House buyers in Sweden have never had it so good, at least by some measures. But, as Sonia Legg reports, cheap credit and spiralling prices may be creating a bubble - one that could send the country's economy reeling when it bursts.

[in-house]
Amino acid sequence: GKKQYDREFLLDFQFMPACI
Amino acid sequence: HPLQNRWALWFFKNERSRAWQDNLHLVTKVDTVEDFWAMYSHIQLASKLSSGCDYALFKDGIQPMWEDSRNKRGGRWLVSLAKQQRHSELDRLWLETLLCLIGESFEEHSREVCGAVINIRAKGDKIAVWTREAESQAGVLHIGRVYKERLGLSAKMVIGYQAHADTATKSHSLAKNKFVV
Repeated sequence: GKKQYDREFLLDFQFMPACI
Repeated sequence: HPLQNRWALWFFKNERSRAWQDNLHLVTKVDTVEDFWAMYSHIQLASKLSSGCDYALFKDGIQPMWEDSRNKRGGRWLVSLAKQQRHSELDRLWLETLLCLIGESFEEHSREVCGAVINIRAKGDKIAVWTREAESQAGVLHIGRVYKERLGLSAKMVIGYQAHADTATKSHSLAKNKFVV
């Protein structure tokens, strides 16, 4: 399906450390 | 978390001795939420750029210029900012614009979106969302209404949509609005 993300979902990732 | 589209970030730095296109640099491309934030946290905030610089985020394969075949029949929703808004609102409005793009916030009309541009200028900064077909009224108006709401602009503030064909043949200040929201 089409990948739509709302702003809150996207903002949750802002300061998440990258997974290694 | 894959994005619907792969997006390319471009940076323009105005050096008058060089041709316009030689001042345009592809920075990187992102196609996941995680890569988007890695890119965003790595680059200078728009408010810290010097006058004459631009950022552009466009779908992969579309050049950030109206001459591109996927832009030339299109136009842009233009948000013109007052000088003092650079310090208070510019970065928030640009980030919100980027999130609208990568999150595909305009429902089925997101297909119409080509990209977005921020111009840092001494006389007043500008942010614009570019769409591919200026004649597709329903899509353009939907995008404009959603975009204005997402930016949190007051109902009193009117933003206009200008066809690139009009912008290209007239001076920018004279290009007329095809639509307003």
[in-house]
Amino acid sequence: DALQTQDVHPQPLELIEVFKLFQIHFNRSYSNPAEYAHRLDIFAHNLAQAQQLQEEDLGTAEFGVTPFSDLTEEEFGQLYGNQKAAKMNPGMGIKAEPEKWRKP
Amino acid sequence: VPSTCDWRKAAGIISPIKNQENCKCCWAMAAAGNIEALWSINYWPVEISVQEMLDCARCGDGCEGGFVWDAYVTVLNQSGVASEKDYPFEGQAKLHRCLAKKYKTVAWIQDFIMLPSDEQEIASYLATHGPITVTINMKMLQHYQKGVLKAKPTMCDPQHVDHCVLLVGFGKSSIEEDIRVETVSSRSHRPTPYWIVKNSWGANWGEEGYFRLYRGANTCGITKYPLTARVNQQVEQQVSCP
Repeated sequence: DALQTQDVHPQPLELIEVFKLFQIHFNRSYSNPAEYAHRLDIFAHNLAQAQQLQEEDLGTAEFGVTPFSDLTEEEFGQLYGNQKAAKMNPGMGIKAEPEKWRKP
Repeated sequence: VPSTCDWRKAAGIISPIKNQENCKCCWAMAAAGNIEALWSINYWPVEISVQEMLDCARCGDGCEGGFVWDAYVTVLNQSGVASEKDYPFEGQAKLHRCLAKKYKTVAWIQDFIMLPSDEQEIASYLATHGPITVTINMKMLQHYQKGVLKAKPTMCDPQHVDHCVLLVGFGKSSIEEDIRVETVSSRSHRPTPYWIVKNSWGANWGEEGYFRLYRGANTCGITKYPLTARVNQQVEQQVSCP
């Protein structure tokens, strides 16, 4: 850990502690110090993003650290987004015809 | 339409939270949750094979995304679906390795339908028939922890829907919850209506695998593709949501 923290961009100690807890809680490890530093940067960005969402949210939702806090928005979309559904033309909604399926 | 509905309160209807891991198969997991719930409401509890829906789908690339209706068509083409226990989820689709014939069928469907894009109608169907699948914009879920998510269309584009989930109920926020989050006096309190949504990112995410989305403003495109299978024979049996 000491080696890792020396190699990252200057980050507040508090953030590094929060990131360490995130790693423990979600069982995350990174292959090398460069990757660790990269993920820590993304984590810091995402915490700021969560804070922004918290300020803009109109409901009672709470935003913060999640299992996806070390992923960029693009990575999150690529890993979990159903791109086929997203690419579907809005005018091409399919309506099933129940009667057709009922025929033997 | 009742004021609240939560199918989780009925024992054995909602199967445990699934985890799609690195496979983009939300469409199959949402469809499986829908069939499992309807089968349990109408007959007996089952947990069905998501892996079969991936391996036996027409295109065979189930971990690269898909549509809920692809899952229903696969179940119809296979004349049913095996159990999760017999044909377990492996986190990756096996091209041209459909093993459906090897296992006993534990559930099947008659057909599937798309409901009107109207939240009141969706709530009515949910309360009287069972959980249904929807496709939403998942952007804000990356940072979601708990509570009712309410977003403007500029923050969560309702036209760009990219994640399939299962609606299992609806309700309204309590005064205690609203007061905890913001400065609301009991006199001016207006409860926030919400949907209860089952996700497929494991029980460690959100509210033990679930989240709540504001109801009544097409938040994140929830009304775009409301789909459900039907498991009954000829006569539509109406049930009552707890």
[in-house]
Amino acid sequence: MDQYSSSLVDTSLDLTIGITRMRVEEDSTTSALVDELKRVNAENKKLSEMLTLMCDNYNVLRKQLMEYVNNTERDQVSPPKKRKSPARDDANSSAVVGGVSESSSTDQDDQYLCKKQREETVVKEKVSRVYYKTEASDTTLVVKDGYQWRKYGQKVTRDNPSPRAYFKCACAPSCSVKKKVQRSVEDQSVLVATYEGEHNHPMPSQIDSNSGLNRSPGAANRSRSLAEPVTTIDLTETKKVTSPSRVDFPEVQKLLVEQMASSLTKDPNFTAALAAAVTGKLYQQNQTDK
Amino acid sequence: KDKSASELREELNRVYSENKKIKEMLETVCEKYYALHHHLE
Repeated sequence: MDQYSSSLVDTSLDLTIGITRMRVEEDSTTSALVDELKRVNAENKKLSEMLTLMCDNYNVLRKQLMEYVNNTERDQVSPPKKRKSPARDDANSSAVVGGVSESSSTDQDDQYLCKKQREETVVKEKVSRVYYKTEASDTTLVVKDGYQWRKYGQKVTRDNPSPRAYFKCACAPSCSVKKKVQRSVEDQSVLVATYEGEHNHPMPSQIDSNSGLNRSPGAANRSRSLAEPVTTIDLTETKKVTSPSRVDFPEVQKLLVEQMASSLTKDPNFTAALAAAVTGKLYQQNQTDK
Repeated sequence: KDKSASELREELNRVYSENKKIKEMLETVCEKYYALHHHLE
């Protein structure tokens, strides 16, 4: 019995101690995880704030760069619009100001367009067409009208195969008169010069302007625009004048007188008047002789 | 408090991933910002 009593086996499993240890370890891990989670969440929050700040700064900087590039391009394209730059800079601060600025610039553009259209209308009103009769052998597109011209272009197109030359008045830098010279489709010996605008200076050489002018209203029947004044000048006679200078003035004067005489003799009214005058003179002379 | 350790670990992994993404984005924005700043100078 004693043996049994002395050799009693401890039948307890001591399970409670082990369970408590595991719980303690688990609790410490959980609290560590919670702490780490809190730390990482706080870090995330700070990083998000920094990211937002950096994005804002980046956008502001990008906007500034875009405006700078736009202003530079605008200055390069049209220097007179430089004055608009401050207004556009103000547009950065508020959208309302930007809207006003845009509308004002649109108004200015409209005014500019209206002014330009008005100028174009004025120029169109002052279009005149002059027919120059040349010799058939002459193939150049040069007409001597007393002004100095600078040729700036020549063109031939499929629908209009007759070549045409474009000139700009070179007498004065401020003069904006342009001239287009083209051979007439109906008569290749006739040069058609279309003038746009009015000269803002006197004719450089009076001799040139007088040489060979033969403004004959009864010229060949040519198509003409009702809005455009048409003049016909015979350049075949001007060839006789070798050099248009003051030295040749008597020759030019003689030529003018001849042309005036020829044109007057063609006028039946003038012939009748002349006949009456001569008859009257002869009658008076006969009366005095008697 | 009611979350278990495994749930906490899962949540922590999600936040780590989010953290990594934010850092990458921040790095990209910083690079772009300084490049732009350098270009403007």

Zaki Khalil and his family spent 14 days travelling from Syria to Sweden. It was an arduous trip - but worth it. (SOUNDBITE) (Arabic) SYRIAN REFUGEE, ZAKI KHALIL, SAYING: "After two years of suffering you start thinking this is impossible. But the impossible has happened, and for me, it's a miracle." Sweden, like Germany, is a favoured destination for many of the current migrants. It has one of Europe's fastest growth rates and the standard of living is relatively high. But there's a potential problem looming. Sweden may have brought the world flat-pack furniture but the houses it goes in are far from cheap. Apartments in Stockholm have gone up 20 percent in a year and now cost as much as they do in London. Simon French is Chief Economist at Panmure Gordon (SOUNDBITE) (English) SIMON FRENCH, CHIEF ECONOMIST, PANMURE GORDON, SAYING: "The zero and negative interest rates is really causing a boom in the real estate sector and that comes with significant financial stability risks which becomes a bit like the banks prior to the financial crisis which were too big to fail." The potential perfect storm comes partly from consumer debt - currently at 175 percent of disposable income. If the central bank takes action the housing bubble could burst - leaving some homeowners in negative equity. (SOUNDBITE) (English) SIMON FRENCH, CHIEF ECONOMIST, PANMURE GORDON, SAYING: "It is not an attractive cocktail and like a lot of countries what they desperately need is a move away from the doctrine of austerity and to live on more expansionary fiscal policies." There's been talk about a government crackdown on lending. But that's sent prices even higher, with buyers rushing to get deals done now. Mortgage borrowing in September grew at its fastest rate in more than four years.